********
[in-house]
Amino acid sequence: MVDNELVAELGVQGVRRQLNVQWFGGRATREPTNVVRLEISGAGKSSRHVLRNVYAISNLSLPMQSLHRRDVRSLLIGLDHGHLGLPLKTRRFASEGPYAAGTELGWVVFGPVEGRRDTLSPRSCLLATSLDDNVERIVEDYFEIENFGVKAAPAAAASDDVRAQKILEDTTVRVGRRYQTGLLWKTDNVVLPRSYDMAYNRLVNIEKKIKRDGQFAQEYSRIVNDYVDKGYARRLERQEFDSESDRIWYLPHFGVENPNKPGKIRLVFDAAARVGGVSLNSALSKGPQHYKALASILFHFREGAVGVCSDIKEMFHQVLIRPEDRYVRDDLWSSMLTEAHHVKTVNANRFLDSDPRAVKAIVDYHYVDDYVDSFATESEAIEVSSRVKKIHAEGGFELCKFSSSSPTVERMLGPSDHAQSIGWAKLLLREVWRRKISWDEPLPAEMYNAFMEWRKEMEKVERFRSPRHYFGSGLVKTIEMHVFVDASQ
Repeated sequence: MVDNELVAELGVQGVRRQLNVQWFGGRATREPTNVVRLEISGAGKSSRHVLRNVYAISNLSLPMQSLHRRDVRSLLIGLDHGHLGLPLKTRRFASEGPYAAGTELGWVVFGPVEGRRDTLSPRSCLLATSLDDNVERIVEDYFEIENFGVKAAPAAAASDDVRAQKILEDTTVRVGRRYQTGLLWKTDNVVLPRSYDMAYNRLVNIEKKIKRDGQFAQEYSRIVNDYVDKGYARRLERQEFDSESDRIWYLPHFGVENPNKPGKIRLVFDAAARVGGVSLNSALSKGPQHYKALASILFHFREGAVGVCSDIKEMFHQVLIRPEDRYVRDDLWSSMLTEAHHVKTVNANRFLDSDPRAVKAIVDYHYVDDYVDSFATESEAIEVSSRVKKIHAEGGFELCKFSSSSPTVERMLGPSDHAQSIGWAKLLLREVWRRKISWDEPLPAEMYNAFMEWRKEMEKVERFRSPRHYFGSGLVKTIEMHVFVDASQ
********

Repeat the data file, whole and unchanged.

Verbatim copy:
[in-house]
Amino acid sequence: MVDNELVAELGVQGVRRQLNVQWFGGRATREPTNVVRLEISGAGKSSRHVLRNVYAISNLSLPMQSLHRRDVRSLLIGLDHGHLGLPLKTRRFASEGPYAAGTELGWVVFGPVEGRRDTLSPRSCLLATSLDDNVERIVEDYFEIENFGVKAAPAAAASDDVRAQKILEDTTVRVGRRYQTGLLWKTDNVVLPRSYDMAYNRLVNIEKKIKRDGQFAQEYSRIVNDYVDKGYARRLERQEFDSESDRIWYLPHFGVENPNKPGKIRLVFDAAARVGGVSLNSALSKGPQHYKALASILFHFREGAVGVCSDIKEMFHQVLIRPEDRYVRDDLWSSMLTEAHHVKTVNANRFLDSDPRAVKAIVDYHYVDDYVDSFATESEAIEVSSRVKKIHAEGGFELCKFSSSSPTVERMLGPSDHAQSIGWAKLLLREVWRRKISWDEPLPAEMYNAFMEWRKEMEKVERFRSPRHYFGSGLVKTIEMHVFVDASQ
Repeated sequence: MVDNELVAELGVQGVRRQLNVQWFGGRATREPTNVVRLEISGAGKSSRHVLRNVYAISNLSLPMQSLHRRDVRSLLIGLDHGHLGLPLKTRRFASEGPYAAGTELGWVVFGPVEGRRDTLSPRSCLLATSLDDNVERIVEDYFEIENFGVKAAPAAAASDDVRAQKILEDTTVRVGRRYQTGLLWKTDNVVLPRSYDMAYNRLVNIEKKIKRDGQFAQEYSRIVNDYVDKGYARRLERQEFDSESDRIWYLPHFGVENPNKPGKIRLVFDAAARVGGVSLNSALSKGPQHYKALASILFHFREGAVGVCSDIKEMFHQVLIRPEDRYVRDDLWSSMLTEAHHVKTVNANRFLDSDPRAVKAIVDYHYVDDYVDSFATESEAIEVSSRVKKIHAEGGFELCKFSSSSPTVERMLGPSDHAQSIGWAKLLLREVWRRKISWDEPLPAEMYNAFMEWRKEMEKVERFRSPRHYFGSGLVKTIEMHVFVDASQ